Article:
The Kyaka II settlement in Uganda is home to thousands of children who have fled conflict in DRC leaving behind what was familiar to them and starting a new life in difficult conditions. And life does go on, most children will get to go to school in the settlement. Most children that are, apart from the children experiencing disabilities, who face exclusion and deep-rooted stigma within the community.
To ensure children experiencing disability can realise their rights to an education we launched a fantastic new project at the start of the year alongside our partners AWYAD and Embrace Kulture. We are incredibly lucky to have such amazing partners who share our vision and work tirelessly to help the children who need it most. Stephen Kabenge, Manager of Outreach and Behaviour Interventions for Embrace Kulture told us about the work he has been doing to counteract the culture of stigma in the settlement:
“There is a very negative attitude towards persons experiencing disability in the community and this leads to exclusion. People believe that the children experiencing disability bring a curse and bad luck to the villages. One village blamed a drought on a child with Down Syndrome and she was almost killed because of their fear.
And lot of the time these children will get neglected because it can cost more to look after a child with additional needs. For example, a child with Autism might be very picky about food and a parent has to keep up with this. It becomes very expensive, especially when most of the parents are low earners. We have to work really hard to challenge and change these beliefs. We work with parents to help them accept their child the way they are.
Stand out quote: No parent wishes their child to have difficulties but coming to terms with it brings them peace of mind.
One of the most rewarding programmes Embrace Kulture run is the Best Buddy System. We pair someone with an intellectual disability with a child who doesn’t, and they meet up each month and take part in activities and learn new skills together. This is fantastic for both children because we focus on interaction. The children experiencing disability get to practice their communication and social skills and the other children get to understand disability and take this learning and understanding back into the community. This programme has been very helpful and has challenged so many mindsets regarding disability.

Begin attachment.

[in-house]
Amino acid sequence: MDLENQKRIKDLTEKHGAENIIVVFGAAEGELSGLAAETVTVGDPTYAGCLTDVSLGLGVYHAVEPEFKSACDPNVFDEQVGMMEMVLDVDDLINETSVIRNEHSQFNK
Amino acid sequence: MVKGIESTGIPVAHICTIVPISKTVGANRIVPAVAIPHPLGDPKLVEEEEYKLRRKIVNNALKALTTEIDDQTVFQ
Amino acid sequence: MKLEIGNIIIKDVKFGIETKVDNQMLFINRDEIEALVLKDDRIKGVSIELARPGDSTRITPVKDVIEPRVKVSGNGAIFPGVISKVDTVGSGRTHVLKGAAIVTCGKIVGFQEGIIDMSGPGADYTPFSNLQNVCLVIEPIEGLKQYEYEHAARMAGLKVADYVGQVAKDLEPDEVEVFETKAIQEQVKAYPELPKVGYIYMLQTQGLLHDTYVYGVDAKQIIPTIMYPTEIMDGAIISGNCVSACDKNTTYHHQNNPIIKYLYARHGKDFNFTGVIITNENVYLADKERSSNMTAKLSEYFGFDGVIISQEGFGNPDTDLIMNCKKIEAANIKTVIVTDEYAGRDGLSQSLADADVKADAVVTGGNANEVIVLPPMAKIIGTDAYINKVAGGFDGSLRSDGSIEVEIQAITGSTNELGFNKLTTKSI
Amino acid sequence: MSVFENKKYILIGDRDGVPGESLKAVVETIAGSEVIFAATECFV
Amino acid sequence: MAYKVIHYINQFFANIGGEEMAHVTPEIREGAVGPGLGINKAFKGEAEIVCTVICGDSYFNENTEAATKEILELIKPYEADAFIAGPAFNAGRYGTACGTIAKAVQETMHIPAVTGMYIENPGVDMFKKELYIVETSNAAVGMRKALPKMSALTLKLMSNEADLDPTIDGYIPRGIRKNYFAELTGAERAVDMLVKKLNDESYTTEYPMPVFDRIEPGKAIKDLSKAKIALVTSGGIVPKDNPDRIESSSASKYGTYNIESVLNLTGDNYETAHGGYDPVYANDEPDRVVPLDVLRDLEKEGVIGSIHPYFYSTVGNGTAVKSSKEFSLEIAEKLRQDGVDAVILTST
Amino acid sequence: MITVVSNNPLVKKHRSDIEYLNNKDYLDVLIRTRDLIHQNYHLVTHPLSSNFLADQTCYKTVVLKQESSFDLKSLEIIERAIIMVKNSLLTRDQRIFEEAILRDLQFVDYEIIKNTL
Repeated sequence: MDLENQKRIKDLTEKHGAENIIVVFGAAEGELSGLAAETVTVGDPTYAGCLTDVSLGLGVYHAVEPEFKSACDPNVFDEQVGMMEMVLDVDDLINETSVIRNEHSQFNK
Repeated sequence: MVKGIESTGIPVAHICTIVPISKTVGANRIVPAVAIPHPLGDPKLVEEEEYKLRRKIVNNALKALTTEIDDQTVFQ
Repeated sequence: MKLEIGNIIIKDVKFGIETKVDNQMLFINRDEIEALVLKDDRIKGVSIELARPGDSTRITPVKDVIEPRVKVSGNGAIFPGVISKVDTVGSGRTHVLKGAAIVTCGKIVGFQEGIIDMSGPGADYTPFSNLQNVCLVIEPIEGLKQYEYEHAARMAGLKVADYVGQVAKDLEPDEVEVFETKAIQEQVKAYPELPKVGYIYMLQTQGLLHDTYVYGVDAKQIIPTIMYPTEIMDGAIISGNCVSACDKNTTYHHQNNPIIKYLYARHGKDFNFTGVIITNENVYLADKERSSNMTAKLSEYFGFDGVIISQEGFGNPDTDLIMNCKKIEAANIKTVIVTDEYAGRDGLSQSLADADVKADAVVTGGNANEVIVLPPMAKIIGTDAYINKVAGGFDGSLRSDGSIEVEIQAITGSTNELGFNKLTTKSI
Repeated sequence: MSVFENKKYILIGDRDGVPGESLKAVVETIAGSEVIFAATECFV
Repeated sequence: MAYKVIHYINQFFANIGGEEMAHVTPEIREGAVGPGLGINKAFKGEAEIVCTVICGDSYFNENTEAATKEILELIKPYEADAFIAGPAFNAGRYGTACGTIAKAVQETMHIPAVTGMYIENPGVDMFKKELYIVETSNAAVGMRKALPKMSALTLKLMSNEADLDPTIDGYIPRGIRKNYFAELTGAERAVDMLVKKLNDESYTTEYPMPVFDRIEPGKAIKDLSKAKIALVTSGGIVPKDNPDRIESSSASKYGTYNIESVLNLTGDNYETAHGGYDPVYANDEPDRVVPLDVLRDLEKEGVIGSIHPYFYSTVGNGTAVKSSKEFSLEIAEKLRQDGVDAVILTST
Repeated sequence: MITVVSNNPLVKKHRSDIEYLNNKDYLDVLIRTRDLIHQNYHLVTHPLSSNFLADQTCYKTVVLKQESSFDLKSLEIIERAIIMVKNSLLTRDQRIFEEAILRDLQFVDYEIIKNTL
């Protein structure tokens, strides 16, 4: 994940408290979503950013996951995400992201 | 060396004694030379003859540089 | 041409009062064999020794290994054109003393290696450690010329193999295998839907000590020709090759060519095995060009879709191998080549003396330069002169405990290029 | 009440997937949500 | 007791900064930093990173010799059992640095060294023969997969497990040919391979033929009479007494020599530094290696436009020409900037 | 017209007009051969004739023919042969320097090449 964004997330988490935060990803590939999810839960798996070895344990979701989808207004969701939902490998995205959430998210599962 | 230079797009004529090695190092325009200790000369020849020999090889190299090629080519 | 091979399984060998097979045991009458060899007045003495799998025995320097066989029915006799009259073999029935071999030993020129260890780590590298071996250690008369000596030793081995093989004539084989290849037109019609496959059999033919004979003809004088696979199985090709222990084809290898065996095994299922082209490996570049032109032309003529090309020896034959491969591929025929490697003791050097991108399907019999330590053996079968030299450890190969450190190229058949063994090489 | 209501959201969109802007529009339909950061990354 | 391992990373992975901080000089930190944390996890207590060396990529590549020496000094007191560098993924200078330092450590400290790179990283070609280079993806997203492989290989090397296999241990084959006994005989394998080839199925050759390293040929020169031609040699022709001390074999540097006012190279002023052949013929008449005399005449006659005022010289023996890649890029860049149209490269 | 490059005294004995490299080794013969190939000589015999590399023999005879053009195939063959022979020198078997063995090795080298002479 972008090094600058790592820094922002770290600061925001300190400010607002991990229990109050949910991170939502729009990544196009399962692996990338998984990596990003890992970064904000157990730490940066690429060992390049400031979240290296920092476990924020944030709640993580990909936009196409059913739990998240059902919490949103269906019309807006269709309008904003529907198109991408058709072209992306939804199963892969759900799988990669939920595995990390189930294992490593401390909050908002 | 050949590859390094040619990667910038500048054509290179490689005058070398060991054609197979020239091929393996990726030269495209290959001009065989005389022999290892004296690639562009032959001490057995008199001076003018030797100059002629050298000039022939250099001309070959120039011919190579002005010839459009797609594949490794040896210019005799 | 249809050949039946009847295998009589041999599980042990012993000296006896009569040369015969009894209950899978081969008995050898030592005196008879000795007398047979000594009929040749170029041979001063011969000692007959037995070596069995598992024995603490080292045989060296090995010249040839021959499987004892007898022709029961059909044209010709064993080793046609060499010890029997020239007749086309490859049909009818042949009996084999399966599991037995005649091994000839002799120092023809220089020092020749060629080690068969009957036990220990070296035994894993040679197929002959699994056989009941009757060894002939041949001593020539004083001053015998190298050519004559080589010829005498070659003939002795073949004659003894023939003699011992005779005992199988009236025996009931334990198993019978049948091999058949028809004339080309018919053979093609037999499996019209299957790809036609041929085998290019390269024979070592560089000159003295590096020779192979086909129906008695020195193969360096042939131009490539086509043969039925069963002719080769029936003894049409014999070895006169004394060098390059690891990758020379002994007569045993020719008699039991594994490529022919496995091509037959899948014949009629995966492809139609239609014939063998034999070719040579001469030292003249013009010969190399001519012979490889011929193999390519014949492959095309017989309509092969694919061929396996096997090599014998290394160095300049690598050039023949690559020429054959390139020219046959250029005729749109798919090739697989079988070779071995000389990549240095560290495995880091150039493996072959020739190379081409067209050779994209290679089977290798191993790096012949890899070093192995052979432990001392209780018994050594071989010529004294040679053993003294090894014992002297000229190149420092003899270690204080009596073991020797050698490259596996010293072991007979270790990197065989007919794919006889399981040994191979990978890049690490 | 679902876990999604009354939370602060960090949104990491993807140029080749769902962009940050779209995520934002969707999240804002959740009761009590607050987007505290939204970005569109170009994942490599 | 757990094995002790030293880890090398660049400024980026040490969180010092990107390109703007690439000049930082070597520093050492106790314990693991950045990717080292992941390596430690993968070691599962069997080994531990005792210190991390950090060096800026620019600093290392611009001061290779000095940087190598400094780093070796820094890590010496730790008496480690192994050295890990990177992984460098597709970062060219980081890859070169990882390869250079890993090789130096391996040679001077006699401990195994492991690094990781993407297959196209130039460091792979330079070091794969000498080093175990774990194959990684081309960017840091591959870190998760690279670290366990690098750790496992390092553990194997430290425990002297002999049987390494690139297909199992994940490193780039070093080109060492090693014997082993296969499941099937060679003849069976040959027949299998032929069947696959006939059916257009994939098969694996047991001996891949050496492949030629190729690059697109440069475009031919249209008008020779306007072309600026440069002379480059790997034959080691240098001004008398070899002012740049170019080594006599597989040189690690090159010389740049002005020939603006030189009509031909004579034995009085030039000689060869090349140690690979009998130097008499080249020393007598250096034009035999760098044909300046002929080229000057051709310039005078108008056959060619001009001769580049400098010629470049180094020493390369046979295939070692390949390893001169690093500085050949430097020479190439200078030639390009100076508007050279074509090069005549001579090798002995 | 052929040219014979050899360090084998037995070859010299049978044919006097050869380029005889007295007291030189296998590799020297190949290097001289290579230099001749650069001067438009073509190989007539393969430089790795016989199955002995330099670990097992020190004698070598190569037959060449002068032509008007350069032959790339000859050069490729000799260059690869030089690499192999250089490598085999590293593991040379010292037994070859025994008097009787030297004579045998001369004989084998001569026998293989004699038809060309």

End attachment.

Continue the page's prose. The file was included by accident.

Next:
Every child deserves an education, so we work on changing the negative perception of disability in schools. Teacher training used to only touch on special needs education but at Embrace Kulture our Teacher Training Programme focuses on learning in a more inclusive setting. It isn’t easy for teachers because you have to deal with all the children in the classroom, regardless of their individual needs. But this is where I think we are making a great difference. By focusing on individual education plans and planning lessons to include different learning materials and techniques for different learners the teacher can make a big difference.
If a child is not learning the way a teacher is teaching, teach the child the way they can learn! If they can’t learn by listening to lectures or sitting at their desks then let’s go outside, sing songs and learn in a practical way.
My hope for the future is that special educational needs become easier to identify so that interventions can be put in place for the children who need it. My hope is that we can all live in a good and inclusive society.”
You can read more about our work in Uganda here
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